Down to earth

From left, Ben Magerkurth, Josh Wielenga and Catherine Przybyla in Richmond Hill Players' "Down to Earth."


The saving grace of Richmond Hill Players' "Down to Earth" comes in the form of Josh Wielenga.

Playing Pilone, a one-winged apprentice angel sent with compatriots played by A.J. Evans and Greg Bouljon, Wielenga becomes a likeable goof who takes advantage of his character's ability to move objects and not be seen.

His performance is fresh and lively, and carries much of the comedy of the Richmond Hill performance.

The rest of the cast, which does include some admirable performances, is saddled with Bettye Knapp's script from the early 1950s that's overly wordy and overpopulated.

"Down to Earth" attempts to be a little bit of "It's a Wonderful Life," a little "You Can't Take It With You" and a little "Topper," but with too many subplots becomes a clumsy, nearly 2½-hour behemoth.

The trio of angels we see in the opening prologue have been dispensed to pick up Augusta Applegate (Susan Philhower) and her neighbor, Herman Howell (Stan Weimer). She is too stubborn to be taken — we know this because their willingness is measured by "cosmic counters," which look like oversized cellphones — and he is more than ready to go.

With a Katharine Hepburn quiver to her voice and a doddering gallop in her walk, Philhower is unflustered as the cranky old-maid "Gus." Weimer, whose comic timing and delivery is among the best of local actors in the area, largely plays the sad sack as the whining Herman.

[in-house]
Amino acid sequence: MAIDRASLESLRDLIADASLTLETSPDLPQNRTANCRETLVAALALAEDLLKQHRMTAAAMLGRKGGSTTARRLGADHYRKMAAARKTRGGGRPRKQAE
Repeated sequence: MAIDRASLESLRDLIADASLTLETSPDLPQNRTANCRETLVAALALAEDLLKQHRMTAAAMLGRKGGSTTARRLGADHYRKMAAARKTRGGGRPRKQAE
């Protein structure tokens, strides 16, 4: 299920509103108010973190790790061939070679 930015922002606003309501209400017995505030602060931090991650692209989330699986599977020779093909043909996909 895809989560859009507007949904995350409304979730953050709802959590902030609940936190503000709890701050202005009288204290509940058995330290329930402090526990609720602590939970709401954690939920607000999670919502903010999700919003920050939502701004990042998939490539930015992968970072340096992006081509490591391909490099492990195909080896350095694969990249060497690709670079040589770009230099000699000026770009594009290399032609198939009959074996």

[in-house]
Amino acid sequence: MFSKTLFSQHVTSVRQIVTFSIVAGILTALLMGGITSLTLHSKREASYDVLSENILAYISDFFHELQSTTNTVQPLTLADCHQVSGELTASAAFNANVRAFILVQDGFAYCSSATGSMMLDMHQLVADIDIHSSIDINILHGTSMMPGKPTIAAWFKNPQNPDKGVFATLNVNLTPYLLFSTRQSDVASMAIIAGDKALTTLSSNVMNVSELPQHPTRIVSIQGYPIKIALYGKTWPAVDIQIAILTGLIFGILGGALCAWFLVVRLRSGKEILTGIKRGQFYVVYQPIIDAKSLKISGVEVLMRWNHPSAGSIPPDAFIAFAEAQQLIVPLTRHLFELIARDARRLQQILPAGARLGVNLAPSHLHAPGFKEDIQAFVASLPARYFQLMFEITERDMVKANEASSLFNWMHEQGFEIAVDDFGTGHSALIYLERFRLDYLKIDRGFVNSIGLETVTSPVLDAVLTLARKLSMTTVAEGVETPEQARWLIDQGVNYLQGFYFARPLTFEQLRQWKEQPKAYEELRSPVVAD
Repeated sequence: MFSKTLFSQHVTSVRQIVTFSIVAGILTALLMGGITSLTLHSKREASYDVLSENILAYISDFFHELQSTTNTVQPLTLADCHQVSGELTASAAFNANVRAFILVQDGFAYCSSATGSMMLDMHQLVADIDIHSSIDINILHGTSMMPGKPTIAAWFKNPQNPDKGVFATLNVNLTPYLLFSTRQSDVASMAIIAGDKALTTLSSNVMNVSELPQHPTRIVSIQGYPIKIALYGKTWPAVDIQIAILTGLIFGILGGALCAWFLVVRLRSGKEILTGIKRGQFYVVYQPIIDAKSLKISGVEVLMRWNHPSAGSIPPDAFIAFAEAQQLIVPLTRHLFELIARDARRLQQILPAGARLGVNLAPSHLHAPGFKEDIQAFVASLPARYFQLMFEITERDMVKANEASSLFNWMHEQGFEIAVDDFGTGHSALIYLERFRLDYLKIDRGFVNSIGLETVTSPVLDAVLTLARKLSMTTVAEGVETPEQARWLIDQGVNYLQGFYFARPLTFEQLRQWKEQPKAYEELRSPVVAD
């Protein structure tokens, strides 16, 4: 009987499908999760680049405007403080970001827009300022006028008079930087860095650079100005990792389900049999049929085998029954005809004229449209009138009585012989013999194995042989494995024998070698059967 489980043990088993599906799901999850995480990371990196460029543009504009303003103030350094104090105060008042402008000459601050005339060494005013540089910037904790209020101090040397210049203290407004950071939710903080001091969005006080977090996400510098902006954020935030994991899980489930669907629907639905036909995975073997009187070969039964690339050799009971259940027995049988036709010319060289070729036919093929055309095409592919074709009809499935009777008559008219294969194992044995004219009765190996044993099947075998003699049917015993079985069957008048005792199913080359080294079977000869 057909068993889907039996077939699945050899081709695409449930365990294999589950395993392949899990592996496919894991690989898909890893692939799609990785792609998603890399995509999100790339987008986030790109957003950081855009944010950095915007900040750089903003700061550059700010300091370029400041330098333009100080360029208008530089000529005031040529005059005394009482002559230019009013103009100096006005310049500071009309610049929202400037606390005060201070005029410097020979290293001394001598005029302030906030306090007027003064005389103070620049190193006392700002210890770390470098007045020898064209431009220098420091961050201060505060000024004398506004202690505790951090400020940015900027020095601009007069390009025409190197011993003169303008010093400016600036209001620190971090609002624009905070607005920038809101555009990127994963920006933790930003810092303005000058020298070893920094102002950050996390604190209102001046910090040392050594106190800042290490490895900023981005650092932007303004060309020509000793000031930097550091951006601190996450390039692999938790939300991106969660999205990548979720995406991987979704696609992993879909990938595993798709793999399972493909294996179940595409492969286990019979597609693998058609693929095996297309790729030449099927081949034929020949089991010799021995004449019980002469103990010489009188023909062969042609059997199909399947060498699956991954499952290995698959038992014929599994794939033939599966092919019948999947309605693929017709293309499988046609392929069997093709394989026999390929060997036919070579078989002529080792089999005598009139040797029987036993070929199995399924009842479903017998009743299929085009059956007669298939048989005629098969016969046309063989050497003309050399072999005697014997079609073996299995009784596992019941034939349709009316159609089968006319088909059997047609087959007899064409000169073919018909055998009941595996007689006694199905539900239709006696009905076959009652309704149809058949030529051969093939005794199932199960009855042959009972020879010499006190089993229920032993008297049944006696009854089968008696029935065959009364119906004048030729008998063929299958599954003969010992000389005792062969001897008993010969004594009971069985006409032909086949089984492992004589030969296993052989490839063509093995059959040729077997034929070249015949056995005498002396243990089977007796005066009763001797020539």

If that — counting in Dana Skiles in a warm performance as Augusta's maid — was the basis of "Down to Earth," it would be an enjoyable show.

But we have subplots, where Gus's relatives (Molly McLaughlin and Mollie Schmelzer) try to get in good with the old woman for a share of the inheritance, and each with a daughter (played by Catherine Przybyla and Elizabeth Buzard, respectively) who form two-thirds of a love triangle with a would-be camera shop owner played by Ben Magerkurth, who has a melodious voice but needs a more relaxed delivery.

Director Joe DePauw, who usually brings out the best in the material at Richmond Hill, is given too Herculean of a task here. Staging this show seems more of a way to get as many actors involved as possible, not giving the audience an entertaining production.